Film lovers whose knowledge of post-war Japanese cinema extends no further than the works of Kurosawa and Ozu might be alarmed at the graphic violence depicted in Masumura’s film. Others, familiar with the biting satire of Giants & Toys and the sexual shenanigans of Manji and Blind Beast, might be surprised at the greater visual finesse, range of emotion and youthful vigor of this early work. Technically, the film leaves little to be desired. Special mention must be made of cinematographer Kobayashi’s deep-focus photography, which captures every nuance of sets so gloomy and full of foreboding, that Dore’s illustrations of Dante’s Inferno leap immediately to mind. Each frame is so crammed with detail that the eye wants to linger even as the conscience is repelled by the spectacle of so much agony. Least of all are we prepared, in a film overflowing with so much gore, for the exquisite compositions and painting with light that recalls the etchings of Rembrandt.

Red Angel contains many of Masumura’s pet themes, chief among them an overpowering, animalistic passion. The film wastes no time in lengthy prologues, thrusting the viewer headlong into makeshift operating rooms and sickbeds filled with groaning patients. We are confronted with buckets of severed limbs, operating tools and uniforms soaked in blood; doctors who are little more than butchers and nurses called upon to hold down screaming patients as they are amputated for lack of anesthesia; piles of cadavers and limbs disposed of in mass graves; rotting bodies and faces disfigured beyond recognition, identifiable only by dog tags. Even the maimed never return home for fear of alarming the Japanese public. And when the ingenuity of mankind is wanting, cholera is rampant and ready to claim still more victims. Subject matter as grotesque as this could easily become, in the hands of a lesser director, no more than a cheap horror film. Yet Masumura accomplishes all this with admirable virtuosity and a refreshing absence of cloying melodrama, elliptical narratives, or annoying flashbacks.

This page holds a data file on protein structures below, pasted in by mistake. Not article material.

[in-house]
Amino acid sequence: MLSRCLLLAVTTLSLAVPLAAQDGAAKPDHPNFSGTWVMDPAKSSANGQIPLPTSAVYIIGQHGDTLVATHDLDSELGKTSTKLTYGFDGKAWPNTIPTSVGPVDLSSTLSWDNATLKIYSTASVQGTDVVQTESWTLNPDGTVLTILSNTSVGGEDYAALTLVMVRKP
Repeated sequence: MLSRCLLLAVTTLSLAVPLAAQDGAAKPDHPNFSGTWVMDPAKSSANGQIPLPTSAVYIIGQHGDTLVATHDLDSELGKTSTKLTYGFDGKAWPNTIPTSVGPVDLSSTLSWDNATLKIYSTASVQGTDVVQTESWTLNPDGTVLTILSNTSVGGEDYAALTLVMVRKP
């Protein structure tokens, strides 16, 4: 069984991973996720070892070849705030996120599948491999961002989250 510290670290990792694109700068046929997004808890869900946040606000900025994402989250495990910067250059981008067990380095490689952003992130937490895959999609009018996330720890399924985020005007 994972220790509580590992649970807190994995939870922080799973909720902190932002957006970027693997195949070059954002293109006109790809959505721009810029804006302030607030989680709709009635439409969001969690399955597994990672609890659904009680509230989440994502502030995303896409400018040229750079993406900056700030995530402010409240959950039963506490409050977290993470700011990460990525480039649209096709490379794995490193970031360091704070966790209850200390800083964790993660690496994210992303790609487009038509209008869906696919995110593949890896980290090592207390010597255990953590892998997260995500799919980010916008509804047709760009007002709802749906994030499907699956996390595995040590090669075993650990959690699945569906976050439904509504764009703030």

One of the exciting aspects of the film, not remarked by other critics, is the outstanding construction and excellently judged pacing which keeps the story moving briskly along. The furious activity of the daytime scenes, from the gathering of the wounded and the grisly operations, to the disposal of the corpses, is juxtaposed against relatively still evening scenes, preventing the mind from going numb from a surfeit of horror. The story of a nurse satisfying the sexual needs of amputees — with its extreme violence and lack of a comforting historical distance — was decidedly unlikely to appeal to audiences accustomed to the comparatively genteel films of Ozu and Imamura or the reassuringly familiar works of Kurosawa. Grim, horrifying, at times unrelentingly violent, Masumura’s Red Angel is also filled with some of the most agonizingly tender moments to be seen in any film.

Red Angel not only significantly enlarges our understanding of Masumura, it also provides valuable insight into an obscure period of Japanese history. Little or no documentation dealing with this shameful part of Japan’s past — the brutal conditions under which men and women served, the widespread phenomenon of wartime rape – has been made available to the public. Grim and realistic, it is diametrically opposed to today’s blockbusters which would try to restore a semblance of valor, heroism and nationalism to the tarnished notions of a bygone era.

Japan | 1966 | Directed by Yasuzo Masumura | Starring Ayako Wakao, Shinsuke Ashida, Yusuke Kawazu, Ranko Akagi, Jotaro Senba